To put this into perspective, imagine a household of four, mother, father and two adorable children, where one of the parents is an alcoholic. In this household, fifteen dollars go to buy hooch, and one dollar, total, is spent on housing, shoes, food, utilities, and fun. We can imagine that the only salesman making house calls to this home is the liquor merchant. Further, after a few decades of this spending, when the police or doctor are called in, who has been paying for the new cop car, the doctor’s stethoscope, the annual holiday dinners, the new stadium? Modern life requires us to pay attention to the source of our money! Is not every solution, to all issues, a shot of the hair of the dog that bit us? This is why so few people have heard about the derivatives side of money; for all who are “in the know”, there is simply too much money there, to risk talking about it!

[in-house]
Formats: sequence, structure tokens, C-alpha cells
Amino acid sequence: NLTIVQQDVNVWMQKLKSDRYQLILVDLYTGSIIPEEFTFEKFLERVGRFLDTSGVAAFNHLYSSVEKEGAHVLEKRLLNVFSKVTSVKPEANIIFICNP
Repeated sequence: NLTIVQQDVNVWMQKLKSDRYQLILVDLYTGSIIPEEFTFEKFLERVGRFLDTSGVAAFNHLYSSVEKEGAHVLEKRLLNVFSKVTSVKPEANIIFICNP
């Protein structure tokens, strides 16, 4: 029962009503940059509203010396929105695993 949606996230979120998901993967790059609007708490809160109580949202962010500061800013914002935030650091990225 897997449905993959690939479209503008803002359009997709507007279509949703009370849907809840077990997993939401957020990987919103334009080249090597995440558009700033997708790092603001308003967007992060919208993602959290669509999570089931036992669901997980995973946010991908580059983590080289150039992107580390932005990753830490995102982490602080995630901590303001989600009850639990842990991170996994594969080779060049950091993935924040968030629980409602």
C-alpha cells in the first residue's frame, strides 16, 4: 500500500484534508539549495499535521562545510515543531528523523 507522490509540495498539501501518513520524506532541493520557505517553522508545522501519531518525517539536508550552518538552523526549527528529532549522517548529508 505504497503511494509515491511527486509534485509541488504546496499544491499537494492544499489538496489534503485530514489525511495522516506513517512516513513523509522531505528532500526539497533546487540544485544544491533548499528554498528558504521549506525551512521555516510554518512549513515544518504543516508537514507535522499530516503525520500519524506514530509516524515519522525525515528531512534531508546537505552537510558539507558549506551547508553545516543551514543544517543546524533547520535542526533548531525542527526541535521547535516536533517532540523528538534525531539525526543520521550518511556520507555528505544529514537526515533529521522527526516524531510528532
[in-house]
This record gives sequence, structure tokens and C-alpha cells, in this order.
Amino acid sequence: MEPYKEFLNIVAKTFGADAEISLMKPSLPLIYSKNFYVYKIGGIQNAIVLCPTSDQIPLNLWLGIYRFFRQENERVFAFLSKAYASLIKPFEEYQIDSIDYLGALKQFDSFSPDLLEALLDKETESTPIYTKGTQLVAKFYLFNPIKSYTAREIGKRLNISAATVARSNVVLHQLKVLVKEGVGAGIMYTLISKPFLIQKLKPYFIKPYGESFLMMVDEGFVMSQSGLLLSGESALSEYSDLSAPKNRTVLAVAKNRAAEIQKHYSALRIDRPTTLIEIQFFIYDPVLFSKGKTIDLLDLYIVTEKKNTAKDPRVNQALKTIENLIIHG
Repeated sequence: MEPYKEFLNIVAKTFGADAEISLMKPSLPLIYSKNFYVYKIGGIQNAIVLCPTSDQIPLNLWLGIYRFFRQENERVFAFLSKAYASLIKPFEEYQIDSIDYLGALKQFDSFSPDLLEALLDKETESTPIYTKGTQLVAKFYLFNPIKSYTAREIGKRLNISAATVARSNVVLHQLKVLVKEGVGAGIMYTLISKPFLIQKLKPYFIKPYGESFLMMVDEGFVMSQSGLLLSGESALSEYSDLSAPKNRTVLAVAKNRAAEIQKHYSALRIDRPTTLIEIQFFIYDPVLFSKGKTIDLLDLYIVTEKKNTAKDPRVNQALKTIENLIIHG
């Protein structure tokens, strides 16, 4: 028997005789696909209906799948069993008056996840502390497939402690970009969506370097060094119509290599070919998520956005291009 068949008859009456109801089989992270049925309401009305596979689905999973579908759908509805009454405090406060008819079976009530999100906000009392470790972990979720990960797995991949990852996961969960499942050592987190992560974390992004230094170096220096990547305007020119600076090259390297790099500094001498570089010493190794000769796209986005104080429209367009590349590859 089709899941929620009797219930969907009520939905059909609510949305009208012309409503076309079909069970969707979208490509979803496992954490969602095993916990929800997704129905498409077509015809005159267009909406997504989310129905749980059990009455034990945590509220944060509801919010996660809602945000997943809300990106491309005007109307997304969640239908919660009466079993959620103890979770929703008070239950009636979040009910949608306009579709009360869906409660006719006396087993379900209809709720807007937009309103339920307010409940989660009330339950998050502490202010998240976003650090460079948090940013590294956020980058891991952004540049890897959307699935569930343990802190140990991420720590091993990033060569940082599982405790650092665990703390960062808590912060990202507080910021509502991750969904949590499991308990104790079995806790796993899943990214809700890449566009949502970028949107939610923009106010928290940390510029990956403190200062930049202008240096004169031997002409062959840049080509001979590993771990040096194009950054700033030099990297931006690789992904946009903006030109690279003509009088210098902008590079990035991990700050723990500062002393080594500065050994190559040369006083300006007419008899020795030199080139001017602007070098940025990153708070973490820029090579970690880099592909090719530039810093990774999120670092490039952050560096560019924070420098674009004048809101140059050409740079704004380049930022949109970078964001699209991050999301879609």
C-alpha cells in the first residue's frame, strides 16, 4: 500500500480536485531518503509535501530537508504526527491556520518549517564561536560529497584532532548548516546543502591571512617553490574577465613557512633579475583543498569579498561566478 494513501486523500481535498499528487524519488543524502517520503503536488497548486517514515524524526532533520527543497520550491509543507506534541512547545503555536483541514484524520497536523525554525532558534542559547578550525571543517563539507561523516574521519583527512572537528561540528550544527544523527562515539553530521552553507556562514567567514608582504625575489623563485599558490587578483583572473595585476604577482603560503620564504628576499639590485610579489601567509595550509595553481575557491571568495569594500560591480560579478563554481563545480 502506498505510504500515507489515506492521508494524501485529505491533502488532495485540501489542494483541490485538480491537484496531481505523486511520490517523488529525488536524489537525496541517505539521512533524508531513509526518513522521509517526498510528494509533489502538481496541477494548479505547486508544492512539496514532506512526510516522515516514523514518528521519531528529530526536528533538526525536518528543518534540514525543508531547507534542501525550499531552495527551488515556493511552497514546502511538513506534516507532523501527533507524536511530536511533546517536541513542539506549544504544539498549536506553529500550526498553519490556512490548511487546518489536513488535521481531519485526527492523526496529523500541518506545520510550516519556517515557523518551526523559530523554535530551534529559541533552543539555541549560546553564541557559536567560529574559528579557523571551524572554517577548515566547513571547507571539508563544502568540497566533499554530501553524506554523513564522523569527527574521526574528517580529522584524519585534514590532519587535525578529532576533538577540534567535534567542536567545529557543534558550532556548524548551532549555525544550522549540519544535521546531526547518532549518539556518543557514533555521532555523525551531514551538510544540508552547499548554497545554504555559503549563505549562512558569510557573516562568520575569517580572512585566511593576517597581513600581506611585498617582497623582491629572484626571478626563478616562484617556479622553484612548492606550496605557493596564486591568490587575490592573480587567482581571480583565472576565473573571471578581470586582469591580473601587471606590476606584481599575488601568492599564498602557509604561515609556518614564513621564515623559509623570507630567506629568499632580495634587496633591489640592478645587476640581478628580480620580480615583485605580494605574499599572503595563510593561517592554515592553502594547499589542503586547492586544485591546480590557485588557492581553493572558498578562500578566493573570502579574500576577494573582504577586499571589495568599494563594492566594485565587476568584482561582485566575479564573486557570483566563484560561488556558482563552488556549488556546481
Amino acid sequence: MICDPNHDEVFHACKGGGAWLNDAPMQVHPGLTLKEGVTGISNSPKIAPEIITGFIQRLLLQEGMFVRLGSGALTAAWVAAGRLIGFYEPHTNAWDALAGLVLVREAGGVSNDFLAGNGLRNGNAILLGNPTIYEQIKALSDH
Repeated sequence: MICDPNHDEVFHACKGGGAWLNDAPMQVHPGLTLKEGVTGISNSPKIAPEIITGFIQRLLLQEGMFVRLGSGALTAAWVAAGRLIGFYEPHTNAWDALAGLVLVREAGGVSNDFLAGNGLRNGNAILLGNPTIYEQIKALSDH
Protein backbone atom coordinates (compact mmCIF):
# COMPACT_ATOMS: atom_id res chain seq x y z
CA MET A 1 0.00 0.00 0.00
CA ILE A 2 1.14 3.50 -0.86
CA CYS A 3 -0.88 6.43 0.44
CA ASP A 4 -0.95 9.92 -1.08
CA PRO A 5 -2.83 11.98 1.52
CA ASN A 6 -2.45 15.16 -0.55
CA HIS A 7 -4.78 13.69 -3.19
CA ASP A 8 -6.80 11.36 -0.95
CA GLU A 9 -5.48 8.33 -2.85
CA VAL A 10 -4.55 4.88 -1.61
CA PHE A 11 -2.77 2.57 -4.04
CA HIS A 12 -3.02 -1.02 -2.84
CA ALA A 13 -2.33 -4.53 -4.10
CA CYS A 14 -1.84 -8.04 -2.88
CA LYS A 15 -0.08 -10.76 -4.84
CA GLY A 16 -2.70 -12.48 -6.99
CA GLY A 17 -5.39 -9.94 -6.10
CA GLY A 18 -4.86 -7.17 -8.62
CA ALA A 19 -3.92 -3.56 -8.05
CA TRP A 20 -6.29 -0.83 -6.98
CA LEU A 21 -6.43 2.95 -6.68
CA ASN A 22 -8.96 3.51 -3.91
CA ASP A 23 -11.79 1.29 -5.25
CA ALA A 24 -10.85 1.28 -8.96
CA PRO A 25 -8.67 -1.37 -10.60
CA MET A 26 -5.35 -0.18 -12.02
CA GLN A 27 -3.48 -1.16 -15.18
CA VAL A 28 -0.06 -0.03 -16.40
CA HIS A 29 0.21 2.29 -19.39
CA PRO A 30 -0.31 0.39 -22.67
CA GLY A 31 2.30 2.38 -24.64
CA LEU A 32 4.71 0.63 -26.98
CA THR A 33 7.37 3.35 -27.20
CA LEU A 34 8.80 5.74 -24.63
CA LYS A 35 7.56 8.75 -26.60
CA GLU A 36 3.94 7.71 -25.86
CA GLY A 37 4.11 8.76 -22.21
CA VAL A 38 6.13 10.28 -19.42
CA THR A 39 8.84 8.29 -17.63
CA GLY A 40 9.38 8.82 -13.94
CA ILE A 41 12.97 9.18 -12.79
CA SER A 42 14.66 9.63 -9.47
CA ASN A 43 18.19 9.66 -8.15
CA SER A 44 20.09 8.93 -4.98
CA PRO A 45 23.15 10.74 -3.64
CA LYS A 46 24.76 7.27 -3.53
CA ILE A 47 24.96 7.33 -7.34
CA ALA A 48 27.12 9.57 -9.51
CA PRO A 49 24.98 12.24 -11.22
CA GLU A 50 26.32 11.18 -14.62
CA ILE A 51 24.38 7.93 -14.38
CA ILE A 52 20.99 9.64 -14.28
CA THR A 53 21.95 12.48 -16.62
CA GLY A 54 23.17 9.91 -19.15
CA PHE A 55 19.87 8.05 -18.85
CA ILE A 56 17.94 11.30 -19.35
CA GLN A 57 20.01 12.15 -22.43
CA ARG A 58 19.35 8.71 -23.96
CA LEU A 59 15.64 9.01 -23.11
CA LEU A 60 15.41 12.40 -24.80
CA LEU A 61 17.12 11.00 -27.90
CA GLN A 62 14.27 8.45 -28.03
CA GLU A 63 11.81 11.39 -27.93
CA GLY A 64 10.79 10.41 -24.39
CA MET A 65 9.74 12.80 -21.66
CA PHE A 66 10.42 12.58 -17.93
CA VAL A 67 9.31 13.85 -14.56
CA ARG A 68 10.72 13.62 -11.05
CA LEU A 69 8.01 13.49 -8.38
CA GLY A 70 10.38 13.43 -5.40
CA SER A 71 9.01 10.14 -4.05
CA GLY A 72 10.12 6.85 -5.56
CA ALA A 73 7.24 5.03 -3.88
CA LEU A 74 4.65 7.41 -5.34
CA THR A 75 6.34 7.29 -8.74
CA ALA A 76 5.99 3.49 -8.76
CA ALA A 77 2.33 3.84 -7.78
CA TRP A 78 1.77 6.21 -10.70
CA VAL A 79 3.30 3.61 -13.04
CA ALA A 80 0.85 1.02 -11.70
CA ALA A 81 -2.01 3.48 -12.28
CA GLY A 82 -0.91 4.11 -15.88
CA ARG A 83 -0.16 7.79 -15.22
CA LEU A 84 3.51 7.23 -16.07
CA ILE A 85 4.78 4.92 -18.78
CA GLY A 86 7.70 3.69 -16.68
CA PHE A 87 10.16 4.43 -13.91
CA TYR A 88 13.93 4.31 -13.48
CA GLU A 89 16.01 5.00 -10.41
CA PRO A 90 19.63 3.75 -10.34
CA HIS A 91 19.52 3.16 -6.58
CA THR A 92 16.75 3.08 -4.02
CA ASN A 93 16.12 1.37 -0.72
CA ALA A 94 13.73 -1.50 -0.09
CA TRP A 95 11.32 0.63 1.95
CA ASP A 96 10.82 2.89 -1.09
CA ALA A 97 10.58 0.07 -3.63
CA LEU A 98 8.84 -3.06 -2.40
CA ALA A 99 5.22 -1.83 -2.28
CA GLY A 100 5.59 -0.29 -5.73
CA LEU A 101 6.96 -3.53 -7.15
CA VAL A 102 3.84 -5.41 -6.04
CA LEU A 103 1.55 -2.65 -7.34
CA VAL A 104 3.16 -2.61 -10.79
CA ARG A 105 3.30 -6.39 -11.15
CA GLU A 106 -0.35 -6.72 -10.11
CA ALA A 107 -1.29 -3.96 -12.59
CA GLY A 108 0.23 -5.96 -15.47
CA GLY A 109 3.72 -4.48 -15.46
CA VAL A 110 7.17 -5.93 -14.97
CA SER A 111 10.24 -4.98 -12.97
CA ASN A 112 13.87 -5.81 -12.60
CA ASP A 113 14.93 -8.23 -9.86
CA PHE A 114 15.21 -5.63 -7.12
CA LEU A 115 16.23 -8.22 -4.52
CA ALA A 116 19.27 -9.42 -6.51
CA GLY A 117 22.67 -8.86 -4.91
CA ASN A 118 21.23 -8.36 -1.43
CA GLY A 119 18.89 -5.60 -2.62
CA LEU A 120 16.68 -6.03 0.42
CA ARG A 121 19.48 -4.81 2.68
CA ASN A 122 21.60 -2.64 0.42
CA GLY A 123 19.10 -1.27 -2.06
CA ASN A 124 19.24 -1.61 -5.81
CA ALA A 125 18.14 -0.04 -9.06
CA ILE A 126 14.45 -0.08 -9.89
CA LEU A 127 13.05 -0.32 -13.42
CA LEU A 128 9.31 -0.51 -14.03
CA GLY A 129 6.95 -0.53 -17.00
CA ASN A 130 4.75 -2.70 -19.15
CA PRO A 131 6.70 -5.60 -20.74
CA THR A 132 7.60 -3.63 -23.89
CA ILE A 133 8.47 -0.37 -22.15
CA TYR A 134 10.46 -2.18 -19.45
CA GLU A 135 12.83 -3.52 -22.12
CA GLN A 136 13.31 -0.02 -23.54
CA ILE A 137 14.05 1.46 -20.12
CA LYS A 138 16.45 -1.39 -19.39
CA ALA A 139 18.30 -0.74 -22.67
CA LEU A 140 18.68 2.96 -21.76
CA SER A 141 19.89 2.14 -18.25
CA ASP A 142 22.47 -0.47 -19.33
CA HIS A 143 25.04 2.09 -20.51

Remember all those cards on the table, for the diners? The pre-paid meals all went into the derivatives market, and the diners who pre-paid meals may or may not ever get what they paid for. In the world of derivatives, the actual meals are not as important as the process of setting up the pre-pay, putting the pre-paid money into the derivatives market, accounting for it, agonizing over the diner who wants a refund, re-speculating with the money diners left in the market, looking for more sources of money to bet with, and finally, looking for new physical things, like beef, that can be treated in the same way, and so on. Each of those activities — called monetization — takes effort away from training new waiters and chefs, replacing worn-out chairs and tables, checking the quality of the ingredients, and so forth. If only one chef does it, it’s a personal mistake. When all the chefs participate, it’s a slow-moving economic disaster. Monetization doesn’t translate into knowledge of how to grow, store and prepare excellent food, and once that knowledge is gone, money cannot buy back that which no longer exists.